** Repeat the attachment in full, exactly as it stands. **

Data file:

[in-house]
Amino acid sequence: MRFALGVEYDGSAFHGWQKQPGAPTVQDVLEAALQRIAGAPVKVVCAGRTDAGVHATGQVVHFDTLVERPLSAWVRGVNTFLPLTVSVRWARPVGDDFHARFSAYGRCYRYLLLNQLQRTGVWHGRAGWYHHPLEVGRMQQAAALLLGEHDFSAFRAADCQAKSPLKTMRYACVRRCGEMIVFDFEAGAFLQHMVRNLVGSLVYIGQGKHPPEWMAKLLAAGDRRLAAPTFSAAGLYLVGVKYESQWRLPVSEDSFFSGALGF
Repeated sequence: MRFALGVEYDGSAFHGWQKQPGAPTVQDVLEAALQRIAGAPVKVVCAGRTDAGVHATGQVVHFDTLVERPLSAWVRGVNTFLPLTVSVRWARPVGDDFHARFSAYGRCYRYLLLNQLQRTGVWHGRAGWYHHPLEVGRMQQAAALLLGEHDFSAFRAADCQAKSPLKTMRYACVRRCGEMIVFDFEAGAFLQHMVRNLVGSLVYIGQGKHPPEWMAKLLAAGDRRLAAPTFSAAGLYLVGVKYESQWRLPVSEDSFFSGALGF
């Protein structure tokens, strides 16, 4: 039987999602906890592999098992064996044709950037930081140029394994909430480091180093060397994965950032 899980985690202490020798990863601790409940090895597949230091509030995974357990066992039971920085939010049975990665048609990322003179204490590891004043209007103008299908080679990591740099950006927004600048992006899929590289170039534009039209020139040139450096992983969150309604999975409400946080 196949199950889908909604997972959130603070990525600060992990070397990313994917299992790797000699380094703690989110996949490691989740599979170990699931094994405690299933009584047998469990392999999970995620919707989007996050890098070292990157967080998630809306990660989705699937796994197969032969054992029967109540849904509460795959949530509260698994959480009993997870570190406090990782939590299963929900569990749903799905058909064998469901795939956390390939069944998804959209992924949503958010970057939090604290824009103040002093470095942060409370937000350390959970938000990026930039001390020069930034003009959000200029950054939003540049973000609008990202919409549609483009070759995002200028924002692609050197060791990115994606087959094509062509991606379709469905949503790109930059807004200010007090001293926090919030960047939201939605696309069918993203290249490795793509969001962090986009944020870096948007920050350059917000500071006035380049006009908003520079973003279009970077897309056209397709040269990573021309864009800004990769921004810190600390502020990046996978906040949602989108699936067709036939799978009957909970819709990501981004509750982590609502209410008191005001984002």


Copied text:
[in-house]
Amino acid sequence: MRFALGVEYDGSAFHGWQKQPGAPTVQDVLEAALQRIAGAPVKVVCAGRTDAGVHATGQVVHFDTLVERPLSAWVRGVNTFLPLTVSVRWARPVGDDFHARFSAYGRCYRYLLLNQLQRTGVWHGRAGWYHHPLEVGRMQQAAALLLGEHDFSAFRAADCQAKSPLKTMRYACVRRCGEMIVFDFEAGAFLQHMVRNLVGSLVYIGQGKHPPEWMAKLLAAGDRRLAAPTFSAAGLYLVGVKYESQWRLPVSEDSFFSGALGF
Repeated sequence: MRFALGVEYDGSAFHGWQKQPGAPTVQDVLEAALQRIAGAPVKVVCAGRTDAGVHATGQVVHFDTLVERPLSAWVRGVNTFLPLTVSVRWARPVGDDFHARFSAYGRCYRYLLLNQLQRTGVWHGRAGWYHHPLEVGRMQQAAALLLGEHDFSAFRAADCQAKSPLKTMRYACVRRCGEMIVFDFEAGAFLQHMVRNLVGSLVYIGQGKHPPEWMAKLLAAGDRRLAAPTFSAAGLYLVGVKYESQWRLPVSEDSFFSGALGF
């Protein structure tokens, strides 16, 4: 039987999602906890592999098992064996044709950037930081140029394994909430480091180093060397994965950032 899980985690202490020798990863601790409940090895597949230091509030995974357990066992039971920085939010049975990665048609990322003179204490590891004043209007103008299908080679990591740099950006927004600048992006899929590289170039534009039209020139040139450096992983969150309604999975409400946080 196949199950889908909604997972959130603070990525600060992990070397990313994917299992790797000699380094703690989110996949490691989740599979170990699931094994405690299933009584047998469990392999999970995620919707989007996050890098070292990157967080998630809306990660989705699937796994197969032969054992029967109540849904509460795959949530509260698994959480009993997870570190406090990782939590299963929900569990749903799905058909064998469901795939956390390939069944998804959209992924949503958010970057939090604290824009103040002093470095942060409370937000350390959970938000990026930039001390020069930034003009959000200029950054939003540049973000609008990202919409549609483009070759995002200028924002692609050197060791990115994606087959094509062509991606379709469905949503790109930059807004200010007090001293926090919030960047939201939605696309069918993203290249490795793509969001962090986009944020870096948007920050350059917000500071006035380049006009908003520079973003279009970077897309056209397709040269990573021309864009800004990769921004810190600390502020990046996978906040949602989108699936067709036939799978009957909970819709990501981004509750982590609502209410008191005001984002």